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RE: DAML+OIL: Questions & Improvements.

From: Ian Horrocks <horrocks@cs.man.ac.uk>
Date: Mon, 29 Jan 2001 22:56:44 +0000 (GMT)
Message-ID: <14965.62764.850348.572680@excalibur.cs.man.ac.uk>
To: "King . Dany" <DKing@drc.com>
Cc: "'www-rdf-logic'" <www-rdf-logic@w3.org>
On January 27, King . Dany writes:
> Ian,
> > -----Original Message-----
> > From: Ian Horrocks [mailto:horrocks@cs.man.ac.uk]
> > Sent: Saturday, January 27, 2001 11:22 AM
> > To: King . Dany
> > Cc: 'Dickinson, Ian J'; 'www-rdf-logic@w3.org'; TeamXML
> > Subject: RE: DAML+OIL: Questions & Improvements.
> > 
> > 
> > Hi Dany,
> > 
> > On January 26, King . Dany writes:
> > > Hello Ian,
> > > 
> > > Thanks for your comments...  I agree that RDF is a 
> > meta-language; however
> > > it's purpose is to describe resources on the web.  
> > DAML+OIL, on the other
> > > hand, is meta-language for defining ontologies.  DAML+OIL could be
> > > implemented in a number of ways.  At the moment, the 
> > DAML+OIL is being
> > > implemented with RDF.  It is my understanding that the use 
> > of RDF is for
> > > syntax only, because the semantics of DAML+OIL differs 
> > greatly from mere
> > > resource description. Thus, the root DAML+OIL ontology 
> > should contain the
> > > primitives of the meta-language used to define it 
> > (rdfs:Class, rdf:Property,
> > > rdf:ID, etc.).  However, instances of DAML+OIL (ontologies 
> > built using the
> > > DAML+OIL meta-language and their resulting instances) 
> > should only contain
> > > DAML+OIL primitives (see question @@ in original email). 
> > Although there is a
> > > 1 to 1 mapping on many  of the DAML+OIL primitives to the 
> > RDF primitives
> > > (this is true only because RDF syntax is being used), there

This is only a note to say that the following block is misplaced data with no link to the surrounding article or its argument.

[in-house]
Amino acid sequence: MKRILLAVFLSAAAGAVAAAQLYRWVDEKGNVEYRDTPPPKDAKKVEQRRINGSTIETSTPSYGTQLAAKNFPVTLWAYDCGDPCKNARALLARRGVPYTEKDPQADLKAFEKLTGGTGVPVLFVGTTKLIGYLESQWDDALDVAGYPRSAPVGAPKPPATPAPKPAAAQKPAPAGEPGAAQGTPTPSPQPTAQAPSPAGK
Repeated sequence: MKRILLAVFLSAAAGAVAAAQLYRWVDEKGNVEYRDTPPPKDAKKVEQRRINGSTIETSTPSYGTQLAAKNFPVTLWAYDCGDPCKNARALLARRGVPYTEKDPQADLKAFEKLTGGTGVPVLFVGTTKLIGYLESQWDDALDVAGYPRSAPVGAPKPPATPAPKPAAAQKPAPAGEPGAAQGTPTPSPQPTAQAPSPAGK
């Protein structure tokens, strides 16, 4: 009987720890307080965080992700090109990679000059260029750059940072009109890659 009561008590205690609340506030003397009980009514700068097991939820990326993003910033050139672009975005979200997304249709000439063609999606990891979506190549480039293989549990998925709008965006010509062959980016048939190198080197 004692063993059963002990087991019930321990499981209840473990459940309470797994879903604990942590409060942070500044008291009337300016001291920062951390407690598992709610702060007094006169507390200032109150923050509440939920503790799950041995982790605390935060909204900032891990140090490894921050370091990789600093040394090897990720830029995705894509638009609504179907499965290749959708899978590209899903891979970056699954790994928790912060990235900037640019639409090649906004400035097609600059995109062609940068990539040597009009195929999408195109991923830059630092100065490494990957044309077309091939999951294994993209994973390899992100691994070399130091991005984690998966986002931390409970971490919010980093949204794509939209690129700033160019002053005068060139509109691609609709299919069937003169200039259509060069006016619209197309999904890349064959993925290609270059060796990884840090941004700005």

> > is at least one
> > > case which has no mapping: the concept of a class.
> > 
> > The thinking behind the use of RDFS is that it already has the basic
> > elements of an ontology language - classes, properties, constraints,
> > and subclass and subproperty relations - and that DAML+OIL should
> > clarify (semantically) and extend (in some respects) what is there
> > already. DAML+OIL tries to maximise backwards compatibility by using
> > as much of RDFS as possible and only extending it where necessary. For
> > example, DAML+OIL uses the RDFS subClassOf relationship to (partially)
> > order the classes in an ontology. The advantage with this is that a
> > DAML+OIL ontology is partly accessible to any agent that understands RDFS.

I have attempted some answers/clarifications, but I'm not sure I
understand the direction of your argument.

> Backward compatibility is good.  The general concept makes sense.  However,
> there are currently only 13 DAML+OIL class/property equivalences to
> RDF/RDFS.  Is it not from these 13 classes/properties that the DAML+OIL
> primitives were defined?

No - barring typos such as the ones you pointed out, and which have
now been corrected, daml+oil uses RDF/RDFS "primitives" directly.

>  So, currently existing RDF tools will be able to
> process and interpret the use of those 13 RDF/RDFS primitives.  But, there
> are 34 DAML+OIL primitives: "equivalentTo", "sameClassAs", "samePropertyAs",
> "disjointWith", etc. (Note: the DAML+OIL primitives were defined in name
> only.  Specifications were provided for their functionality but for nearly
> all, definitions were not. From which I infer, that RDF is incapable of
> defining such specifications, and/or that the burden of interpretation of